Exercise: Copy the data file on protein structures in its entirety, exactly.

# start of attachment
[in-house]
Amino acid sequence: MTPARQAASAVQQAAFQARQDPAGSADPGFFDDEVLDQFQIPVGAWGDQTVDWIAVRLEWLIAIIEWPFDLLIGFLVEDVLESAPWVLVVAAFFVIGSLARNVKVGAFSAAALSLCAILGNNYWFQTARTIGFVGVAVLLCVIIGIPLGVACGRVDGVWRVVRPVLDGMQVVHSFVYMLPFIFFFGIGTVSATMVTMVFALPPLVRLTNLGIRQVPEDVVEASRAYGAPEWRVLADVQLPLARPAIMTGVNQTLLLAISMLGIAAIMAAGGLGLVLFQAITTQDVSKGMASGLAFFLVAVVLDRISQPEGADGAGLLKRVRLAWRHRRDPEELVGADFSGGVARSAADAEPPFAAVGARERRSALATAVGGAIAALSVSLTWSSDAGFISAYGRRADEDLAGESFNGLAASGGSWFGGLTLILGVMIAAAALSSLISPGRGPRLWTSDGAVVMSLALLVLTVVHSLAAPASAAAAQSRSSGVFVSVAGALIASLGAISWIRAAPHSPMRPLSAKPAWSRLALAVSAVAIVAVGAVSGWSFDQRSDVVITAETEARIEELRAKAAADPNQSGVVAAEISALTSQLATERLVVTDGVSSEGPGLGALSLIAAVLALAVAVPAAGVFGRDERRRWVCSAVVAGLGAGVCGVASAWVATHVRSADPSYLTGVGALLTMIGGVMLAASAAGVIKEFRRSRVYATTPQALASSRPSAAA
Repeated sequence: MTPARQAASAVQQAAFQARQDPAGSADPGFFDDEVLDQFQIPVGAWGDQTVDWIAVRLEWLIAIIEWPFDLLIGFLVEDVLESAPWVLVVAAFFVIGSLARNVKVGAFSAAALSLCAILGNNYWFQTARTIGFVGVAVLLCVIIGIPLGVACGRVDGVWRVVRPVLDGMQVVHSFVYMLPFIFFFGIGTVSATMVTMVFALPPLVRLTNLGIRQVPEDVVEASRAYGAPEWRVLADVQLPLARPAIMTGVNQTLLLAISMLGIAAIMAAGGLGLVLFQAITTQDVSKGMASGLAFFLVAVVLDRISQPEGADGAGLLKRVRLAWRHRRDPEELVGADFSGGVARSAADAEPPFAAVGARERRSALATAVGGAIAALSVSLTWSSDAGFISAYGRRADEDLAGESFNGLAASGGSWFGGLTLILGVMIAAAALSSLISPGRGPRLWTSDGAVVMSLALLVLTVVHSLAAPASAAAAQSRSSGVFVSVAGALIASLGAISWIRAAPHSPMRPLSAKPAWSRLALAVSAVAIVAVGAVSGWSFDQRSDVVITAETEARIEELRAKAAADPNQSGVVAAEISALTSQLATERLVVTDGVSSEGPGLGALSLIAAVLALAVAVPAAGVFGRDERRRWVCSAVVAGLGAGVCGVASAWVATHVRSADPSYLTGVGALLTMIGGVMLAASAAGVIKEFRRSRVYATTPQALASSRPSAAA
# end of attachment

[in-house]
Amino acid sequence: MTPARQAASAVQQAAFQARQDPAGSADPGFFDDEVLDQFQIPVGAWGDQTVDWIAVRLEWLIAIIEWPFDLLIGFLVEDVLESAPWVLVVAAFFVIGSLARNVKVGAFSAAALSLCAILGNNYWFQTARTIGFVGVAVLLCVIIGIPLGVACGRVDGVWRVVRPVLDGMQVVHSFVYMLPFIFFFGIGTVSATMVTMVFALPPLVRLTNLGIRQVPEDVVEASRAYGAPEWRVLADVQLPLARPAIMTGVNQTLLLAISMLGIAAIMAAGGLGLVLFQAITTQDVSKGMASGLAFFLVAVVLDRISQPEGADGAGLLKRVRLAWRHRRDPEELVGADFSGGVARSAADAEPPFAAVGARERRSALATAVGGAIAALSVSLTWSSDAGFISAYGRRADEDLAGESFNGLAASGGSWFGGLTLILGVMIAAAALSSLISPGRGPRLWTSDGAVVMSLALLVLTVVHSLAAPASAAAAQSRSSGVFVSVAGALIASLGAISWIRAAPHSPMRPLSAKPAWSRLALAVSAVAIVAVGAVSGWSFDQRSDVVITAETEARIEELRAKAAADPNQSGVVAAEISALTSQLATERLVVTDGVSSEGPGLGALSLIAAVLALAVAVPAAGVFGRDERRRWVCSAVVAGLGAGVCGVASAWVATHVRSADPSYLTGVGALLTMIGGVMLAASAAGVIKEFRRSRVYATTPQALASSRPSAAA
Repeated sequence: MTPARQAASAVQQAAFQARQDPAGSADPGFFDDEVLDQFQIPVGAWGDQTVDWIAVRLEWLIAIIEWPFDLLIGFLVEDVLESAPWVLVVAAFFVIGSLARNVKVGAFSAAALSLCAILGNNYWFQTARTIGFVGVAVLLCVIIGIPLGVACGRVDGVWRVVRPVLDGMQVVHSFVYMLPFIFFFGIGTVSATMVTMVFALPPLVRLTNLGIRQVPEDVVEASRAYGAPEWRVLADVQLPLARPAIMTGVNQTLLLAISMLGIAAIMAAGGLGLVLFQAITTQDVSKGMASGLAFFLVAVVLDRISQPEGADGAGLLKRVRLAWRHRRDPEELVGADFSGGVARSAADAEPPFAAVGARERRSALATAVGGAIAALSVSLTWSSDAGFISAYGRRADEDLAGESFNGLAASGGSWFGGLTLILGVMIAAAALSSLISPGRGPRLWTSDGAVVMSLALLVLTVVHSLAAPASAAAAQSRSSGVFVSVAGALIASLGAISWIRAAPHSPMRPLSAKPAWSRLALAVSAVAIVAVGAVSGWSFDQRSDVVITAETEARIEELRAKAAADPNQSGVVAAEISALTSQLATERLVVTDGVSSEGPGLGALSLIAAVLALAVAVPAAGVFGRDERRRWVCSAVVAGLGAGVCGVASAWVATHVRSADPSYLTGVGALLTMIGGVMLAASAAGVIKEFRRSRVYATTPQALASSRPSAAA